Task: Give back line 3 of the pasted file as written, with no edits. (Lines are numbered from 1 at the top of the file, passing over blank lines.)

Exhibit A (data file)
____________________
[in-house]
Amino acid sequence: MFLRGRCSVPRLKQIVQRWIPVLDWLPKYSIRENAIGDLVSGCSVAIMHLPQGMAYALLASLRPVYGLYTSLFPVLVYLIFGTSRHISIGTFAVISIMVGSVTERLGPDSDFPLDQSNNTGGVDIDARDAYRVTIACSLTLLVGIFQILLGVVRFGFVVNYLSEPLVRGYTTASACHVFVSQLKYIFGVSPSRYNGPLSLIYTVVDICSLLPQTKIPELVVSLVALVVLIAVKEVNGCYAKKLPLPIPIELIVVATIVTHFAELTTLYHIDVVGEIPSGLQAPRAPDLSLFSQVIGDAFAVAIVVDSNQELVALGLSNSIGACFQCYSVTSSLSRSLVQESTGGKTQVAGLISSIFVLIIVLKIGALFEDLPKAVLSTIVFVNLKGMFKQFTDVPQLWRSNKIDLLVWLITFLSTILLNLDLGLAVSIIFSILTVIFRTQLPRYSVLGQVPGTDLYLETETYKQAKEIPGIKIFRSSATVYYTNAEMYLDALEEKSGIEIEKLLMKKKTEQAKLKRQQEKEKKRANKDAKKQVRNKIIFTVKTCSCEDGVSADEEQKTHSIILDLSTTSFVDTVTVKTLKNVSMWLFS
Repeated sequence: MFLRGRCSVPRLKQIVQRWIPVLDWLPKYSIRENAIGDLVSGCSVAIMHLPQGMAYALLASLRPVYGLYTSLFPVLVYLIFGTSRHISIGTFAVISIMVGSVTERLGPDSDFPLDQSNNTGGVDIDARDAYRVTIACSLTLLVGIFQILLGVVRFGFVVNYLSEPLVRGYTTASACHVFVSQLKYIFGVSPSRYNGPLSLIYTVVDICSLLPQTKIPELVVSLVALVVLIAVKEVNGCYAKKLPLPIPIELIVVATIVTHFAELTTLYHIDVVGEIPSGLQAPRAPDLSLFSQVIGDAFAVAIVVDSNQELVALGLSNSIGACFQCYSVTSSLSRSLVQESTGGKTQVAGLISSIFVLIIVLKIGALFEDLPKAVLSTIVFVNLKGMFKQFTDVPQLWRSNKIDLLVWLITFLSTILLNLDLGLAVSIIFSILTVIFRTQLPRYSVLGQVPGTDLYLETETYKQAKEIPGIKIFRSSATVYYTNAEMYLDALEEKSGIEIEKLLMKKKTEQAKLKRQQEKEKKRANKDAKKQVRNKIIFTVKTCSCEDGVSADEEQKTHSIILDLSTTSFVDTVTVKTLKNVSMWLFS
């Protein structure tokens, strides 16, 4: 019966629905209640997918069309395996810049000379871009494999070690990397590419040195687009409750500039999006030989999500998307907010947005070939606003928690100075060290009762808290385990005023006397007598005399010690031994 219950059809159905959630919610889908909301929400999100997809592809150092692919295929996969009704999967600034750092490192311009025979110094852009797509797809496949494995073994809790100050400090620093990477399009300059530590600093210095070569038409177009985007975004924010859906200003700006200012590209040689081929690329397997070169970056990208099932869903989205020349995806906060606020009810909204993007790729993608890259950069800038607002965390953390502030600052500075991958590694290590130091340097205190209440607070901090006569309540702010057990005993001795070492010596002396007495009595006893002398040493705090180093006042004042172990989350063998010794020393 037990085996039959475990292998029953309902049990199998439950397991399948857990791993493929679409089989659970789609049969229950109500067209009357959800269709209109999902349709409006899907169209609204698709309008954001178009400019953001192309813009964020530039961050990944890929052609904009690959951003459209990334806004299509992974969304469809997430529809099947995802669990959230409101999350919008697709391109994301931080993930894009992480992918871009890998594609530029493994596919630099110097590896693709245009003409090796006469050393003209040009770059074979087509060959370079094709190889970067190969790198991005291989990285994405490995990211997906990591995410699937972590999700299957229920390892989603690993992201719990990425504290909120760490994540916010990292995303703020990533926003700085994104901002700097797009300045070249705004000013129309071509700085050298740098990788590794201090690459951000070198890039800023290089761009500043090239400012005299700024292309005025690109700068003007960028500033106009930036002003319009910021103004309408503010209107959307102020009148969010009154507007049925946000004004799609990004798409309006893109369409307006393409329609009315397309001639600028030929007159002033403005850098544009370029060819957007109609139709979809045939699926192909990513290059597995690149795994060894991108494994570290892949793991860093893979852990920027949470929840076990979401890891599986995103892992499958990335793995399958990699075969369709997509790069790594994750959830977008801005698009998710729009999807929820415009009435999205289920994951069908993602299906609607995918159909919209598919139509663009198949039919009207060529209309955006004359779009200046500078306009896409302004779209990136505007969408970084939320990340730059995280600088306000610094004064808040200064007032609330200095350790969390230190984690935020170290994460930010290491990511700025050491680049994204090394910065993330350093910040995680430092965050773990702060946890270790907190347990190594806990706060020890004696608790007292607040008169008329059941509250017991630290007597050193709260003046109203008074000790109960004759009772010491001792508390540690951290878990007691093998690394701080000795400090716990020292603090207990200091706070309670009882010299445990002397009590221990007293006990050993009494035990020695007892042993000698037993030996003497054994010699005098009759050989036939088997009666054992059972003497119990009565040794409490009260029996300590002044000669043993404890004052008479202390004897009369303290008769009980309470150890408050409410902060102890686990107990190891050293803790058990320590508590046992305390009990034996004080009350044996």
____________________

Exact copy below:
Repeated sequence: MFLRGRCSVPRLKQIVQRWIPVLDWLPKYSIRENAIGDLVSGCSVAIMHLPQGMAYALLASLRPVYGLYTSLFPVLVYLIFGTSRHISIGTFAVISIMVGSVTERLGPDSDFPLDQSNNTGGVDIDARDAYRVTIACSLTLLVGIFQILLGVVRFGFVVNYLSEPLVRGYTTASACHVFVSQLKYIFGVSPSRYNGPLSLIYTVVDICSLLPQTKIPELVVSLVALVVLIAVKEVNGCYAKKLPLPIPIELIVVATIVTHFAELTTLYHIDVVGEIPSGLQAPRAPDLSLFSQVIGDAFAVAIVVDSNQELVALGLSNSIGACFQCYSVTSSLSRSLVQESTGGKTQVAGLISSIFVLIIVLKIGALFEDLPKAVLSTIVFVNLKGMFKQFTDVPQLWRSNKIDLLVWLITFLSTILLNLDLGLAVSIIFSILTVIFRTQLPRYSVLGQVPGTDLYLETETYKQAKEIPGIKIFRSSATVYYTNAEMYLDALEEKSGIEIEKLLMKKKTEQAKLKRQQEKEKKRANKDAKKQVRNKIIFTVKTCSCEDGVSADEEQKTHSIILDLSTTSFVDTVTVKTLKNVSMWLFS